Runner's Knee

Patellofemoral pain syndrome or runner's knee is described as a pain either under or around the knee cap. This pain can occur in one or both knee caps and worsens with physical activity such as climbing up and down stairs. The pain associated with Patellofemoral pain syndrome (PFPS) can also worsen when a person is inactive for a long time period.

Many people with runner's knee often think they have a condition called chondromalacia, which is described as the softening of the articular cartilage which is located underneath the knee cap. This is also called (patella).

The cause of (PFPS) is not exactly known but it is thought that the patella, which can move in all directions, comes in contact with some of the articular surfaces of the knee. It is also thought that the pain can come from a lot of other things too.

The best treatment for (PFPS) is a lot of rest and limiting the amount of miles run. Also switching to another exercise will help such as swimming so still keep up a fitness level while helping the condition heal. Ideally a person with (PFPS) would want to seek medical advice on how to heal runner's knee properly, however many runner's are able to do this on their own. Doing exercises to help strengthen the knee will help tremendously. This should be incorporated into a daily routine for best results.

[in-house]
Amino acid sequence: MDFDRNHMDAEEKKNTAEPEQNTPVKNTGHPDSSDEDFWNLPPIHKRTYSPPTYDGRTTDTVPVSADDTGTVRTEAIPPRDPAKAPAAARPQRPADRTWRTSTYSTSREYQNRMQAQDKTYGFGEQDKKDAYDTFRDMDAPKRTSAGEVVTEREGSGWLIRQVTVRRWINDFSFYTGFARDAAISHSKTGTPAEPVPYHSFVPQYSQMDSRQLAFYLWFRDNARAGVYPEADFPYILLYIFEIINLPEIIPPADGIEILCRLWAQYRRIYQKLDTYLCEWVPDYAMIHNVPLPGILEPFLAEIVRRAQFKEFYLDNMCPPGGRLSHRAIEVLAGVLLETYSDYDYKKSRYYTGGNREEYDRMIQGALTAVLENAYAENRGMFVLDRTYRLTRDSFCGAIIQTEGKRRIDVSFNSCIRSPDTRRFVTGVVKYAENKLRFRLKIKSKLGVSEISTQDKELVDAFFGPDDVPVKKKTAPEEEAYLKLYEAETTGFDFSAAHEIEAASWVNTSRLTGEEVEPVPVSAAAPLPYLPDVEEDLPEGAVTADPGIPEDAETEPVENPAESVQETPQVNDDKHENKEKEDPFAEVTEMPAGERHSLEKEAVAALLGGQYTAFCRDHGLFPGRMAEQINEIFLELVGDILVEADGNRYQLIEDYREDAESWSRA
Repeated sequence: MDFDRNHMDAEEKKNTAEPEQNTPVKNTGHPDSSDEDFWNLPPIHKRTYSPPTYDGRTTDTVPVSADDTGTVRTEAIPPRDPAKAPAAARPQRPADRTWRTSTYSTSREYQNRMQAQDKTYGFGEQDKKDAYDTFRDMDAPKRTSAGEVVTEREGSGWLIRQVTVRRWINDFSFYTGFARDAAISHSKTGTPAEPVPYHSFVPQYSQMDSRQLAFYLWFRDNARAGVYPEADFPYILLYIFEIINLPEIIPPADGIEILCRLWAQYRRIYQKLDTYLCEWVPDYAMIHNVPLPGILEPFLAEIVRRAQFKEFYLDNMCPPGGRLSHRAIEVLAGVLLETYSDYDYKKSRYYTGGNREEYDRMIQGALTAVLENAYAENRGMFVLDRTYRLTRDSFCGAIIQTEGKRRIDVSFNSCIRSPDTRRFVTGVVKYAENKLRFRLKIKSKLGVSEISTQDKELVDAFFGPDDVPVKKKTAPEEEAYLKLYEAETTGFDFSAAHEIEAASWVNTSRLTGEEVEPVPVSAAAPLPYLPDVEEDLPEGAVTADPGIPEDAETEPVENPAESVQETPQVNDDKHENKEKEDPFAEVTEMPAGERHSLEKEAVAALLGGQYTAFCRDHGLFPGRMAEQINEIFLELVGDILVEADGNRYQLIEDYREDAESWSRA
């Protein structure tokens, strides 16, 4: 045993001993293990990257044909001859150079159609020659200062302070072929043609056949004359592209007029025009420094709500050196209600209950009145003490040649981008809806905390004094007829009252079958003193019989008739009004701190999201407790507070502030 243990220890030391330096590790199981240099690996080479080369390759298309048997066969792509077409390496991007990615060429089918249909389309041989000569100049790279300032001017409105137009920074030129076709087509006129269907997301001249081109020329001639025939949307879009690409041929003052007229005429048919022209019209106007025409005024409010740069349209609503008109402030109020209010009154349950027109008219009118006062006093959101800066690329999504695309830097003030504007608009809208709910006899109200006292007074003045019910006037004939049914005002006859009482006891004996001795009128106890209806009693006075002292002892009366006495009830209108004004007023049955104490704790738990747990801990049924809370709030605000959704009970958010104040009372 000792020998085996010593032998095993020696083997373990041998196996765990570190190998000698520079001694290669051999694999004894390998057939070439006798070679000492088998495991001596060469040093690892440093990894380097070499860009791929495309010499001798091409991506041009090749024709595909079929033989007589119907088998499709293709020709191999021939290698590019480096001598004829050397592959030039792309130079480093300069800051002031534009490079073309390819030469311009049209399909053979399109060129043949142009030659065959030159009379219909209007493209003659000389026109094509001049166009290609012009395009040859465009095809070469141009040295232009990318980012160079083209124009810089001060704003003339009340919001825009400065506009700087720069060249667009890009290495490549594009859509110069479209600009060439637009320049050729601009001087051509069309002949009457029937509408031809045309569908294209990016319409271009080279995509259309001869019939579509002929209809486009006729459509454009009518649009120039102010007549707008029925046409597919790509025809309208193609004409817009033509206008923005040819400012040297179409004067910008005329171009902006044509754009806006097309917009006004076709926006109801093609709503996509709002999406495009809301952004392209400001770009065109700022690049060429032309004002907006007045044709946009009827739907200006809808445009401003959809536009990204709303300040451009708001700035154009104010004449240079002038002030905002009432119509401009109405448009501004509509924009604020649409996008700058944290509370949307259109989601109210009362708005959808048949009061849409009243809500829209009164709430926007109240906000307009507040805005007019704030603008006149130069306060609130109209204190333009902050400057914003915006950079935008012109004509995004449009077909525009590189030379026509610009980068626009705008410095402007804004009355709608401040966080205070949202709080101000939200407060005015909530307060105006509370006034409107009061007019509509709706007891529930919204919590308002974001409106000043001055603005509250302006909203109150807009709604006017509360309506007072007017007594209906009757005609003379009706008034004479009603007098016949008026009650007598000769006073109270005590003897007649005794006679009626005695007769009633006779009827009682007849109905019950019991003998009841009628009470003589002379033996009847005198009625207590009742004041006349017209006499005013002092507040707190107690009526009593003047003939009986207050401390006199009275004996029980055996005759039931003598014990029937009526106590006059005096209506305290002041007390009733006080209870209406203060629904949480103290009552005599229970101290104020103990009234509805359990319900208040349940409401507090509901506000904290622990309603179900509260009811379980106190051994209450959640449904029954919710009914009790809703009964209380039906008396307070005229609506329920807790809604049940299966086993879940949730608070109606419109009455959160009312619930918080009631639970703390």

Many doctors believe that strengthening your hips will help the knee cap to track the right way. A study was done by the Department of Physical Therapy in Indianapolis and it found that women runners benefited greatly when they enrolled in a hip strengthening exercise program. The study also found that the hip muscles influenced the knee cap movement more than was originally thought. The use of special shoe insoles have been said to help many people with patellofemoral pain syndrome.

The shoes a runner wears greatly influences how they can recover from (PFPS). A good pair of high quality shoes should be worn and replaced every three to five hundred miles.

It can take more than six weeks to fully recover from (PFPS) so if pain symptoms occur get plenty of rest, get back to an exercise routine, and wear the right footwear. By doing these things you can reduce the chances of (PFPS) reoccurring.

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